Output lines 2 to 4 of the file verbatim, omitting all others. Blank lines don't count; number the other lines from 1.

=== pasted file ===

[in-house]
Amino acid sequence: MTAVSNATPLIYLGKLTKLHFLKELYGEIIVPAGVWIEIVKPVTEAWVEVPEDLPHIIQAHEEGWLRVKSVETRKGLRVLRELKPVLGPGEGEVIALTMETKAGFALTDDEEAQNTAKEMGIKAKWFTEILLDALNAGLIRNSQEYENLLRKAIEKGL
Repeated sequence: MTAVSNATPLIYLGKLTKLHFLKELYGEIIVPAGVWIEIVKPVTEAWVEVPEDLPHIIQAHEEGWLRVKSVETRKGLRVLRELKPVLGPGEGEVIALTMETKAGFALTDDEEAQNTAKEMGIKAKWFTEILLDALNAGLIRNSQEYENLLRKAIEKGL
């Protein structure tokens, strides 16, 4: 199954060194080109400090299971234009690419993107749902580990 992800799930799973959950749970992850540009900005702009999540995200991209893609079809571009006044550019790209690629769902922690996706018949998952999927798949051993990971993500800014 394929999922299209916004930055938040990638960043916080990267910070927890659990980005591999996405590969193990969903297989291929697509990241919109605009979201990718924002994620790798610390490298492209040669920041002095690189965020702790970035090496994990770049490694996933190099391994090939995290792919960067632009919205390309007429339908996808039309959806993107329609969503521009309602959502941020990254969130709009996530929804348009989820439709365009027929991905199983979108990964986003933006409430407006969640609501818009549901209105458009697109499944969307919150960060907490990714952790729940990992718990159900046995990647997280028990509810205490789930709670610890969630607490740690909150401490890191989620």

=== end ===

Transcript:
Amino acid sequence: MTAVSNATPLIYLGKLTKLHFLKELYGEIIVPAGVWIEIVKPVTEAWVEVPEDLPHIIQAHEEGWLRVKSVETRKGLRVLRELKPVLGPGEGEVIALTMETKAGFALTDDEEAQNTAKEMGIKAKWFTEILLDALNAGLIRNSQEYENLLRKAIEKGL
Repeated sequence: MTAVSNATPLIYLGKLTKLHFLKELYGEIIVPAGVWIEIVKPVTEAWVEVPEDLPHIIQAHEEGWLRVKSVETRKGLRVLRELKPVLGPGEGEVIALTMETKAGFALTDDEEAQNTAKEMGIKAKWFTEILLDALNAGLIRNSQEYENLLRKAIEKGL
């Protein structure tokens, strides 16, 4: 199954060194080109400090299971234009690419993107749902580990 992800799930799973959950749970992850540009900005702009999540995200991209893609079809571009006044550019790209690629769902922690996706018949998952999927798949051993990971993500800014 394929999922299209916004930055938040990638960043916080990267910070927890659990980005591999996405590969193990969903297989291929697509990241919109605009979201990718924002994620790798610390490298492209040669920041002095690189965020702790970035090496994990770049490694996933190099391994090939995290792919960067632009919205390309007429339908996808039309959806993107329609969503521009309602959502941020990254969130709009996530929804348009989820439709365009027929991905199983979108990964986003933006409430407006969640609501818009549901209105458009697109499944969307919150960060907490990714952790729940990992718990159900046995990647997280028990509810205490789930709670610890969630607490740690909150401490890191989620």